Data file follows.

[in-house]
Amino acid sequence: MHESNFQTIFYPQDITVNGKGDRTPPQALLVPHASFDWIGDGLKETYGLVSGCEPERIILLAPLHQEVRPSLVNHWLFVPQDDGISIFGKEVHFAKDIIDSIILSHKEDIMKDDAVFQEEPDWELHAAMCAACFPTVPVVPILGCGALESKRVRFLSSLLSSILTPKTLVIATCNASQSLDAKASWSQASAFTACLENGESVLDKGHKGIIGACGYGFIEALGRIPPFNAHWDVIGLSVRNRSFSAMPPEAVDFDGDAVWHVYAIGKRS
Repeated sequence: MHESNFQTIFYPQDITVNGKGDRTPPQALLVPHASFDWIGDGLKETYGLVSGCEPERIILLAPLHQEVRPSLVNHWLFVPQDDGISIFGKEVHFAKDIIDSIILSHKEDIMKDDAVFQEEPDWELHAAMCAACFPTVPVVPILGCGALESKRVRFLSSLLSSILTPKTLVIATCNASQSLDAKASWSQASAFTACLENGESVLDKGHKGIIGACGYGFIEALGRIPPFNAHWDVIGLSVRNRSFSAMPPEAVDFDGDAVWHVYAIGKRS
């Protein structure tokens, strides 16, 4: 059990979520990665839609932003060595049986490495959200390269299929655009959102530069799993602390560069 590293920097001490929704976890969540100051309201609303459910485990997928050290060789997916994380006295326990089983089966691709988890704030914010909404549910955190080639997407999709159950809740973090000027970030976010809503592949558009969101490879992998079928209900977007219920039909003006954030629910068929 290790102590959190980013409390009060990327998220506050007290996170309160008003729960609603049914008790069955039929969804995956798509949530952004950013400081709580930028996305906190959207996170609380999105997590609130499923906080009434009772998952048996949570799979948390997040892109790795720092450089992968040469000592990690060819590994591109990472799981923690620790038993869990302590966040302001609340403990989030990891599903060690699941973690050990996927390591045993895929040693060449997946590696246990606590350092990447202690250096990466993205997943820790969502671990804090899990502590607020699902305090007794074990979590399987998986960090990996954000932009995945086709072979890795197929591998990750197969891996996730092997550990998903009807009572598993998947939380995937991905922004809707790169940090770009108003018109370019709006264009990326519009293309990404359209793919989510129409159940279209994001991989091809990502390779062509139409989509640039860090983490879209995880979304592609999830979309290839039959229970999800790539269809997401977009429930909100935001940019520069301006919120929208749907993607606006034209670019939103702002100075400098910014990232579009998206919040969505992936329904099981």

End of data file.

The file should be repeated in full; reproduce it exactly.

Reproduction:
[in-house]
Amino acid sequence: MHESNFQTIFYPQDITVNGKGDRTPPQALLVPHASFDWIGDGLKETYGLVSGCEPERIILLAPLHQEVRPSLVNHWLFVPQDDGISIFGKEVHFAKDIIDSIILSHKEDIMKDDAVFQEEPDWELHAAMCAACFPTVPVVPILGCGALESKRVRFLSSLLSSILTPKTLVIATCNASQSLDAKASWSQASAFTACLENGESVLDKGHKGIIGACGYGFIEALGRIPPFNAHWDVIGLSVRNRSFSAMPPEAVDFDGDAVWHVYAIGKRS
Repeated sequence: MHESNFQTIFYPQDITVNGKGDRTPPQALLVPHASFDWIGDGLKETYGLVSGCEPERIILLAPLHQEVRPSLVNHWLFVPQDDGISIFGKEVHFAKDIIDSIILSHKEDIMKDDAVFQEEPDWELHAAMCAACFPTVPVVPILGCGALESKRVRFLSSLLSSILTPKTLVIATCNASQSLDAKASWSQASAFTACLENGESVLDKGHKGIIGACGYGFIEALGRIPPFNAHWDVIGLSVRNRSFSAMPPEAVDFDGDAVWHVYAIGKRS
């Protein structure tokens, strides 16, 4: 059990979520990665839609932003060595049986490495959200390269299929655009959102530069799993602390560069 590293920097001490929704976890969540100051309201609303459910485990997928050290060789997916994380006295326990089983089966691709988890704030914010909404549910955190080639997407999709159950809740973090000027970030976010809503592949558009969101490879992998079928209900977007219920039909003006954030629910068929 290790102590959190980013409390009060990327998220506050007290996170309160008003729960609603049914008790069955039929969804995956798509949530952004950013400081709580930028996305906190959207996170609380999105997590609130499923906080009434009772998952048996949570799979948390997040892109790795720092450089992968040469000592990690060819590994591109990472799981923690620790038993869990302590966040302001609340403990989030990891599903060690699941973690050990996927390591045993895929040693060449997946590696246990606590350092990447202690250096990466993205997943820790969502671990804090899990502590607020699902305090007794074990979590399987998986960090990996954000932009995945086709072979890795197929591998990750197969891996996730092997550990998903009807009572598993998947939380995937991905922004809707790169940090770009108003018109370019709006264009990326519009293309990404359209793919989510129409159940279209994001991989091809990502390779062509139409989509640039860090983490879209995880979304592609999830979309290839039959229970999800790539269809997401977009429930909100935001940019520069301006919120929208749907993607606006034209670019939103702002100075400098910014990232579009998206919040969505992936329904099981």